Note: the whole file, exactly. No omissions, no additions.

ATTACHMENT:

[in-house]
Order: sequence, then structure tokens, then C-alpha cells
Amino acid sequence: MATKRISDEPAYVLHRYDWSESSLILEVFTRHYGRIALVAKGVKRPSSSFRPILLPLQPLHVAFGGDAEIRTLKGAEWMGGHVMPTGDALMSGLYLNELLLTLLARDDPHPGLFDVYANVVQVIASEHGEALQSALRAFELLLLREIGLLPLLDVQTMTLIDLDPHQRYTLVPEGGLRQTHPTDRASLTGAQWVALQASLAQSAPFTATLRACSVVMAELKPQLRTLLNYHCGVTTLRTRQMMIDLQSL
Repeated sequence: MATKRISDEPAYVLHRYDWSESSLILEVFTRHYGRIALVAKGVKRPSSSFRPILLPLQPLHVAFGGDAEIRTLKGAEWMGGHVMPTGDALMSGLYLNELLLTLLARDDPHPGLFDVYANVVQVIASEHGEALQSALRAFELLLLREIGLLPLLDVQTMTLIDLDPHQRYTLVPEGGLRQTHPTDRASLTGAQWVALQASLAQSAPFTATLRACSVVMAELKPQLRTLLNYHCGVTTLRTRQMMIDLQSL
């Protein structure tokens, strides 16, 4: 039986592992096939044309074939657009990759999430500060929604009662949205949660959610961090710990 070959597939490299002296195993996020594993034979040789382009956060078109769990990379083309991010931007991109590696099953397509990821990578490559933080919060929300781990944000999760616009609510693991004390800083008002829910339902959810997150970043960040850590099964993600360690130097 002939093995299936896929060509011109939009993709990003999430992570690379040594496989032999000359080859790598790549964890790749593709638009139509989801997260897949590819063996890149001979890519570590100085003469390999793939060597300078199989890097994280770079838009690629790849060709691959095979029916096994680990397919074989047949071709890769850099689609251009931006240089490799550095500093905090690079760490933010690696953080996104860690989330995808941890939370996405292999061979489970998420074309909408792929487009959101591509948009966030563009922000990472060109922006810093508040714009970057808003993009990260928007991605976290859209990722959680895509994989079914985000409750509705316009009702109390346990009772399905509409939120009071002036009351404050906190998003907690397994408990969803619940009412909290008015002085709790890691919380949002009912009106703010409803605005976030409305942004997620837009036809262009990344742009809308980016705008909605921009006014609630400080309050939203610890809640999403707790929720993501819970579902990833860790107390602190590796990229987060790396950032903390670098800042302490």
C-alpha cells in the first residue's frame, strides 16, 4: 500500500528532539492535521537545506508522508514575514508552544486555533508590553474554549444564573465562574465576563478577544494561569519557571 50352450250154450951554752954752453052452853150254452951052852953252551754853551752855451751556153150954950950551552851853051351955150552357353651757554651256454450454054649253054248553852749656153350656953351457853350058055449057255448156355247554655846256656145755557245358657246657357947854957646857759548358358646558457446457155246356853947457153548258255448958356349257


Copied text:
[in-house]
Order: sequence, then structure tokens, then C-alpha cells
Amino acid sequence: MATKRISDEPAYVLHRYDWSESSLILEVFTRHYGRIALVAKGVKRPSSSFRPILLPLQPLHVAFGGDAEIRTLKGAEWMGGHVMPTGDALMSGLYLNELLLTLLARDDPHPGLFDVYANVVQVIASEHGEALQSALRAFELLLLREIGLLPLLDVQTMTLIDLDPHQRYTLVPEGGLRQTHPTDRASLTGAQWVALQASLAQSAPFTATLRACSVVMAELKPQLRTLLNYHCGVTTLRTRQMMIDLQSL
Repeated sequence: MATKRISDEPAYVLHRYDWSESSLILEVFTRHYGRIALVAKGVKRPSSSFRPILLPLQPLHVAFGGDAEIRTLKGAEWMGGHVMPTGDALMSGLYLNELLLTLLARDDPHPGLFDVYANVVQVIASEHGEALQSALRAFELLLLREIGLLPLLDVQTMTLIDLDPHQRYTLVPEGGLRQTHPTDRASLTGAQWVALQASLAQSAPFTATLRACSVVMAELKPQLRTLLNYHCGVTTLRTRQMMIDLQSL
């Protein structure tokens, strides 16, 4: 039986592992096939044309074939657009990759999430500060929604009662949205949660959610961090710990 070959597939490299002296195993996020594993034979040789382009956060078109769990990379083309991010931007991109590696099953397509990821990578490559933080919060929300781990944000999760616009609510693991004390800083008002829910339902959810997150970043960040850590099964993600360690130097 002939093995299936896929060509011109939009993709990003999430992570690379040594496989032999000359080859790598790549964890790749593709638009139509989801997260897949590819063996890149001979890519570590100085003469390999793939060597300078199989890097994280770079838009690629790849060709691959095979029916096994680990397919074989047949071709890769850099689609251009931006240089490799550095500093905090690079760490933010690696953080996104860690989330995808941890939370996405292999061979489970998420074309909408792929487009959101591509948009966030563009922000990472060109922006810093508040714009970057808003993009990260928007991605976290859209990722959680895509994989079914985000409750509705316009009702109390346990009772399905509409939120009071002036009351404050906190998003907690397994408990969803619940009412909290008015002085709790890691919380949002009912009106703010409803605005976030409305942004997620837009036809262009990344742009809308980016705008909605921009006014609630400080309050939203610890809640999403707790929720993501819970579902990833860790107390602190590796990229987060790396950032903390670098800042302490």
C-alpha cells in the first residue's frame, strides 16, 4: 500500500528532539492535521537545506508522508514575514508552544486555533508590553474554549444564573465562574465576563478577544494561569519557571 50352450250154450951554752954752453052452853150254452951052852953252551754853551752855451751556153150954950950551552851853051351955150552357353651757554651256454450454054649253054248553852749656153350656953351457853350058055449057255448156355247554655846256656145755557245358657246657357947854957646857759548358358646558457446457155246356853947457153548258255448958356349257